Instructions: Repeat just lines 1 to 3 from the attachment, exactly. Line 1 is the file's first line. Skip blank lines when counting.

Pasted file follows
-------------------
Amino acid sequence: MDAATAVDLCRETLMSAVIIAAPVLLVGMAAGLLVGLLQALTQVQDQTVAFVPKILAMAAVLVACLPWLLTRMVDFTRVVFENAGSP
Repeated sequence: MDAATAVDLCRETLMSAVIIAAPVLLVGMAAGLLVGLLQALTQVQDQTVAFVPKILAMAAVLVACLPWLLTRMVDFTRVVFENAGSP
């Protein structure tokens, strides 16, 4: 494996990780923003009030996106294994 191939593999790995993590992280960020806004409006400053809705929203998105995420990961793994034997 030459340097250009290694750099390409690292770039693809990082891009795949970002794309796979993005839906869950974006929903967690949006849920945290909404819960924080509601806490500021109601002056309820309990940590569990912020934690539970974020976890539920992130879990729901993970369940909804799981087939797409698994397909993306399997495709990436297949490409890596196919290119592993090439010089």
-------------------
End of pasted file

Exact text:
Amino acid sequence: MDAATAVDLCRETLMSAVIIAAPVLLVGMAAGLLVGLLQALTQVQDQTVAFVPKILAMAAVLVACLPWLLTRMVDFTRVVFENAGSP
Repeated sequence: MDAATAVDLCRETLMSAVIIAAPVLLVGMAAGLLVGLLQALTQVQDQTVAFVPKILAMAAVLVACLPWLLTRMVDFTRVVFENAGSP
């Protein structure tokens, strides 16, 4: 494996990780923003009030996106294994 191939593999790995993590992280960020806004409006400053809705929203998105995420990961793994034997 030459340097250009290694750099390409690292770039693809990082891009795949970002794309796979993005839906869950974006929903967690949006849920945290909404819960924080509601806490500021109601002056309820309990940590569990912020934690539970974020976890539920992130879990729901993970369940909804799981087939797409698994397909993306399997495709990436297949490409890596196919290119592993090439010089």